The Stuff of Life

Art is a big element in the Biennial of the Americas, but many of our local artists felt left out as the event began to take shape. So when Lauri Lynnxe Murphy, one of the area’s toughest artist activists, was offered a chance to curate a showcase that reveled in the diversity and talent the region’s art community has to offer, she fiercely took on the challenge. The sprawling result, Objectophilia, a show featuring 45 artists (about 70 percent of them from these parts) displayed in a huge 20,000 square feet of gallery space, not only promises to be totally fascinating, but is also guaranteed to kick ass. Held together by the overlying theme of our relationship with objects and, in turn, those objects’ relationships to their environment, this is a show that will get under your skin.

“We’re obsessed with stuff in this culture,” says Murphy, who describes ‘Objectophilia’ as “a love of objects so intense that individuals form relationships with inanimate things.” There’s a little bit of that in all of us; in this show, you’ll confront it face-on. Even Murphy herself, who has her own relationship with hoarding, curated the show like a collector would. “For me, curating is like telling a story,” she explains. “I tell different parts of that story through different artists: Some works are about hoarding, some are about found objects, some are about consumerism. Everyone got a different piece of the puzzle.”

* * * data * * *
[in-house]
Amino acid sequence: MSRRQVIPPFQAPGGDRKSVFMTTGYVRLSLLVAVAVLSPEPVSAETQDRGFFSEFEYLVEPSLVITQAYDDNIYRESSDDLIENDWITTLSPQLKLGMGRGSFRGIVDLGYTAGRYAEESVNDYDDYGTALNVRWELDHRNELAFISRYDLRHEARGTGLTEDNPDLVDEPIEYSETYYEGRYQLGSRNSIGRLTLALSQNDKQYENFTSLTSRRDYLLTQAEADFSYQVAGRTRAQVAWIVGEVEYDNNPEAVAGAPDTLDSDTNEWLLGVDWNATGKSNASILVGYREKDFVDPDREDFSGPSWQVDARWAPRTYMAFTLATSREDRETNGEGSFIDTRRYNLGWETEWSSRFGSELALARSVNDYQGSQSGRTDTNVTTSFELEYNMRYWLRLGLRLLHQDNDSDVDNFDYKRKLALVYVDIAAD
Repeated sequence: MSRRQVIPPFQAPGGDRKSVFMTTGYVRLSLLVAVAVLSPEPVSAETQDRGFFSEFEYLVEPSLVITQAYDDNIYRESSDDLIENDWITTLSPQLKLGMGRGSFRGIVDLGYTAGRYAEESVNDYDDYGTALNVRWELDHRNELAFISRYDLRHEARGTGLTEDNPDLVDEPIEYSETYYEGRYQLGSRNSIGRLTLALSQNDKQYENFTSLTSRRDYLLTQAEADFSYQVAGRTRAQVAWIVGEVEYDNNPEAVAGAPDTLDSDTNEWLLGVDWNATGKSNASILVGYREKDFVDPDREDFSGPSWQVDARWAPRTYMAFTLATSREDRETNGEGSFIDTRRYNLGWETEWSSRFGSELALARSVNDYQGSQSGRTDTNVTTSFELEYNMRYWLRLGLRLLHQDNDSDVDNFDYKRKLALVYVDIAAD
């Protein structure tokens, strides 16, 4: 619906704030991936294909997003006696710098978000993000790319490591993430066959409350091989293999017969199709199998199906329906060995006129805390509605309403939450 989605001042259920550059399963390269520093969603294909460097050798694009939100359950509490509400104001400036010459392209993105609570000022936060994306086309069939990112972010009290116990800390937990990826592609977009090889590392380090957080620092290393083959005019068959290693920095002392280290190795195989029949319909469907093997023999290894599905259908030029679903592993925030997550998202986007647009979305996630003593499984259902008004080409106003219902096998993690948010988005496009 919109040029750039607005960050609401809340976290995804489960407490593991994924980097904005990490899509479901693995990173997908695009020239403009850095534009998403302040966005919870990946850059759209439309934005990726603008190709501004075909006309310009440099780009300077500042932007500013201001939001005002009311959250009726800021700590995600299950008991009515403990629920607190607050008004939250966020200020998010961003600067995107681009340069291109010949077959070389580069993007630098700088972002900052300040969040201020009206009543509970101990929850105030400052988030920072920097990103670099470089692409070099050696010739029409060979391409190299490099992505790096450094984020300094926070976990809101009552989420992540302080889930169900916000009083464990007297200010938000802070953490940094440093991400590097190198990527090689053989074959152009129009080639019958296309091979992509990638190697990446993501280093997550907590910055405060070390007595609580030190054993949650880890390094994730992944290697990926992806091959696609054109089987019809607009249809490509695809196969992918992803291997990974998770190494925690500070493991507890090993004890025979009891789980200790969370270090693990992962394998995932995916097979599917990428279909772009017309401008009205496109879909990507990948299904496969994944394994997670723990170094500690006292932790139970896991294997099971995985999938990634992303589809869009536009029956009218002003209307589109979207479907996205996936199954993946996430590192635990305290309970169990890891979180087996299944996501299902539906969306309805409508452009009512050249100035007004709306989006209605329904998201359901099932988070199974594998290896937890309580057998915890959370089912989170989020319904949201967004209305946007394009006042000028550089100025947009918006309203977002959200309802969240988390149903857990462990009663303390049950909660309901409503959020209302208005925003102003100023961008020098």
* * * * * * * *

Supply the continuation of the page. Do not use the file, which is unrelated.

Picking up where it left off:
Objectophilia opens tonight with a reception from 7 to 10 p.m. at 1490 Delgany Street; entertainment will include dance by Kim Olsen and Sweet Edge, music by the Perry Weissman 3, and a performance by the Motoman Project. The exhibition continues at the temporary space through July 25; additional works are on display at 1900 16th Street. For a complete schedule of Objectophilia-related events and parties throughout July, visit
Wed., June 30, 7-10 p.m.; Thursdays, Saturdays, Sundays, 10 a.m.-6 p.m.; Fridays, 10 a.m.-10 p.m. Starts: June 30. Continues through July 25, 2010

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Susan Froyd started writing for Westword as the "Thrills" editor in 1992 and never quite left the fold. These days she still freelances for the paper in addition to walking her dogs, enjoying cheap ethnic food and reading voraciously. Sometimes she writes poetry.
Contact: Susan Froyd